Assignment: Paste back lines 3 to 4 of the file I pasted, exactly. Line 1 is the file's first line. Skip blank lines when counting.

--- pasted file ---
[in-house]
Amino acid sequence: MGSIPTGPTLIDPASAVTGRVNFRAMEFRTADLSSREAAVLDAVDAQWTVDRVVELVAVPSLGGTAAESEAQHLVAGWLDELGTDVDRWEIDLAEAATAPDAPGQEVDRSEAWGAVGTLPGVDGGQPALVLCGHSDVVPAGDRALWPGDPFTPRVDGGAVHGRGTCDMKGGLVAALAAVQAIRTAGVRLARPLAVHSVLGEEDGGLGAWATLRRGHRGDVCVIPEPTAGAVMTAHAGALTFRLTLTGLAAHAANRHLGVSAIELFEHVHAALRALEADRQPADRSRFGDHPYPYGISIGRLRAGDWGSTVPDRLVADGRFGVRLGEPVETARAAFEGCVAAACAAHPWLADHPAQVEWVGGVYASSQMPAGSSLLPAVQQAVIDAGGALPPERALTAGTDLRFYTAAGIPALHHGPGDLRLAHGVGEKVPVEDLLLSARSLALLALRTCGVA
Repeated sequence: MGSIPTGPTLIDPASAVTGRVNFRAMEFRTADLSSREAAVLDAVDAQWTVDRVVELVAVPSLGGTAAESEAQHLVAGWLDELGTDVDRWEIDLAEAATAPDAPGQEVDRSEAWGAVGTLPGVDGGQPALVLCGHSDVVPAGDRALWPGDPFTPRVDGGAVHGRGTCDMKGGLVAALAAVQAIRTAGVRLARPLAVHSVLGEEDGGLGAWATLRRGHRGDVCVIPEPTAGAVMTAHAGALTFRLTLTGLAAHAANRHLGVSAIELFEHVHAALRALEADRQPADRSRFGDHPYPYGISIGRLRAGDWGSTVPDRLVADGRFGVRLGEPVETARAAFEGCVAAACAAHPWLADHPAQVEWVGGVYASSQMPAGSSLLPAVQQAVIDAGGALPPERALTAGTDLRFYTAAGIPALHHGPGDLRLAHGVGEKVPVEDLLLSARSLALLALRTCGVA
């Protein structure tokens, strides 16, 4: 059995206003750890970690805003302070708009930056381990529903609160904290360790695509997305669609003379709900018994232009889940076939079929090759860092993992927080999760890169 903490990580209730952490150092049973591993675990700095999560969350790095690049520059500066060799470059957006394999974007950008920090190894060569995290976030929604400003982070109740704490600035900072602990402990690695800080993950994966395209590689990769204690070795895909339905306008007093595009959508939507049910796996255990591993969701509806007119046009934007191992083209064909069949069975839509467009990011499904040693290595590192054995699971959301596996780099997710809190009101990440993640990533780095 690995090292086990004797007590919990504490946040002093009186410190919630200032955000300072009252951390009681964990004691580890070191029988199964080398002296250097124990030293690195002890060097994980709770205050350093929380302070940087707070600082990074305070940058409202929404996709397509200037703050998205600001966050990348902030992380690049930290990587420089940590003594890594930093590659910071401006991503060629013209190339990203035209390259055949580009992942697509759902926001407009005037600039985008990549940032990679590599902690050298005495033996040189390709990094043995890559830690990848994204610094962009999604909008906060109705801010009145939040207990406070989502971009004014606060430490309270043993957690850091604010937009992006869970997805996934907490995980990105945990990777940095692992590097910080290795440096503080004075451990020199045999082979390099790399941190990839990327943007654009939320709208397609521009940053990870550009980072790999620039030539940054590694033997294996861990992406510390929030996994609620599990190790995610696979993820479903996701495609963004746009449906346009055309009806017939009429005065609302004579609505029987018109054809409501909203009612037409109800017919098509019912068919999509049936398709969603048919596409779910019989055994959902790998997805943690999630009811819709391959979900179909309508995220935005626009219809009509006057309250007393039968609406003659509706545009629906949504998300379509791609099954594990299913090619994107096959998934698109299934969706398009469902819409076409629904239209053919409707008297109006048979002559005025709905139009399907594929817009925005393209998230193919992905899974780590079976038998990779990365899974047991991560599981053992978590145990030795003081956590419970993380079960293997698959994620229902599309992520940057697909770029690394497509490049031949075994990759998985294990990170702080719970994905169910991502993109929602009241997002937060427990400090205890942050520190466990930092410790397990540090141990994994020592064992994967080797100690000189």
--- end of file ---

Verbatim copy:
Repeated sequence: MGSIPTGPTLIDPASAVTGRVNFRAMEFRTADLSSREAAVLDAVDAQWTVDRVVELVAVPSLGGTAAESEAQHLVAGWLDELGTDVDRWEIDLAEAATAPDAPGQEVDRSEAWGAVGTLPGVDGGQPALVLCGHSDVVPAGDRALWPGDPFTPRVDGGAVHGRGTCDMKGGLVAALAAVQAIRTAGVRLARPLAVHSVLGEEDGGLGAWATLRRGHRGDVCVIPEPTAGAVMTAHAGALTFRLTLTGLAAHAANRHLGVSAIELFEHVHAALRALEADRQPADRSRFGDHPYPYGISIGRLRAGDWGSTVPDRLVADGRFGVRLGEPVETARAAFEGCVAAACAAHPWLADHPAQVEWVGGVYASSQMPAGSSLLPAVQQAVIDAGGALPPERALTAGTDLRFYTAAGIPALHHGPGDLRLAHGVGEKVPVEDLLLSARSLALLALRTCGVA
């Protein structure tokens, strides 16, 4: 059995206003750890970690805003302070708009930056381990529903609160904290360790695509997305669609003379709900018994232009889940076939079929090759860092993992927080999760890169 903490990580209730952490150092049973591993675990700095999560969350790095690049520059500066060799470059957006394999974007950008920090190894060569995290976030929604400003982070109740704490600035900072602990402990690695800080993950994966395209590689990769204690070795895909339905306008007093595009959508939507049910796996255990591993969701509806007119046009934007191992083209064909069949069975839509467009990011499904040693290595590192054995699971959301596996780099997710809190009101990440993640990533780095 690995090292086990004797007590919990504490946040002093009186410190919630200032955000300072009252951390009681964990004691580890070191029988199964080398002296250097124990030293690195002890060097994980709770205050350093929380302070940087707070600082990074305070940058409202929404996709397509200037703050998205600001966050990348902030992380690049930290990587420089940590003594890594930093590659910071401006991503060629013209190339990203035209390259055949580009992942697509759902926001407009005037600039985008990549940032990679590599902690050298005495033996040189390709990094043995890559830690990848994204610094962009999604909008906060109705801010009145939040207990406070989502971009004014606060430490309270043993957690850091604010937009992006869970997805996934907490995980990105945990990777940095692992590097910080290795440096503080004075451990020199045999082979390099790399941190990839990327943007654009939320709208397609521009940053990870550009980072790999620039030539940054590694033997294996861990992406510390929030996994609620599990190790995610696979993820479903996701495609963004746009449906346009055309009806017939009429005065609302004579609505029987018109054809409501909203009612037409109800017919098509019912068919999509049936398709969603048919596409779910019989055994959902790998997805943690999630009811819709391959979900179909309508995220935005626009219809009509006057309250007393039968609406003659509706545009629906949504998300379509791609099954594990299913090619994107096959998934698109299934969706398009469902819409076409629904239209053919409707008297109006048979002559005025709905139009399907594929817009925005393209998230193919992905899974780590079976038998990779990365899974047991991560599981053992978590145990030795003081956590419970993380079960293997698959994620229902599309992520940057697909770029690394497509490049031949075994990759998985294990990170702080719970994905169910991502993109929602009241997002937060427990400090205890942050520190466990930092410790397990540090141990994994020592064992994967080797100690000189």